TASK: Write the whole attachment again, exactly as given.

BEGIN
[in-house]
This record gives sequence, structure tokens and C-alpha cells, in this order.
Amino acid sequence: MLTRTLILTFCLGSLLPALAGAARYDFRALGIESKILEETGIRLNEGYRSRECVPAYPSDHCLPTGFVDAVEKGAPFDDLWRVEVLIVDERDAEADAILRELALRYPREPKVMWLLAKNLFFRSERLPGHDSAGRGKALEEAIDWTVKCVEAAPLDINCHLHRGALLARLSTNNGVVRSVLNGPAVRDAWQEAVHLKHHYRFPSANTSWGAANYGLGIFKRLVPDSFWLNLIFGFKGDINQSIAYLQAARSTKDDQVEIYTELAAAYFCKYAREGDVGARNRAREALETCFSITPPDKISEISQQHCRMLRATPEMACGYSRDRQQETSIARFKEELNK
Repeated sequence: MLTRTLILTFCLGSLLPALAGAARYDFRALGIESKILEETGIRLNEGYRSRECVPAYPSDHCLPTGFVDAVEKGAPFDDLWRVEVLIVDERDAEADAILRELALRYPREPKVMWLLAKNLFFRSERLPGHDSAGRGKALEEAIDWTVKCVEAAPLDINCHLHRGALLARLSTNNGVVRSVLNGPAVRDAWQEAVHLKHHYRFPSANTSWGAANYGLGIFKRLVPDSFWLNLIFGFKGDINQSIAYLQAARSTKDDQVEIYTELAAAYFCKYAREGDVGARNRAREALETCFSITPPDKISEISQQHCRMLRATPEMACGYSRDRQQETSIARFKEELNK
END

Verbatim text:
[in-house]
This record gives sequence, structure tokens and C-alpha cells, in this order.
Amino acid sequence: MLTRTLILTFCLGSLLPALAGAARYDFRALGIESKILEETGIRLNEGYRSRECVPAYPSDHCLPTGFVDAVEKGAPFDDLWRVEVLIVDERDAEADAILRELALRYPREPKVMWLLAKNLFFRSERLPGHDSAGRGKALEEAIDWTVKCVEAAPLDINCHLHRGALLARLSTNNGVVRSVLNGPAVRDAWQEAVHLKHHYRFPSANTSWGAANYGLGIFKRLVPDSFWLNLIFGFKGDINQSIAYLQAARSTKDDQVEIYTELAAAYFCKYAREGDVGARNRAREALETCFSITPPDKISEISQQHCRMLRATPEMACGYSRDRQQETSIARFKEELNK
Repeated sequence: MLTRTLILTFCLGSLLPALAGAARYDFRALGIESKILEETGIRLNEGYRSRECVPAYPSDHCLPTGFVDAVEKGAPFDDLWRVEVLIVDERDAEADAILRELALRYPREPKVMWLLAKNLFFRSERLPGHDSAGRGKALEEAIDWTVKCVEAAPLDINCHLHRGALLARLSTNNGVVRSVLNGPAVRDAWQEAVHLKHHYRFPSANTSWGAANYGLGIFKRLVPDSFWLNLIFGFKGDINQSIAYLQAARSTKDDQVEIYTELAAAYFCKYAREGDVGARNRAREALETCFSITPPDKISEISQQHCRMLRATPEMACGYSRDRQQETSIARFKEELNK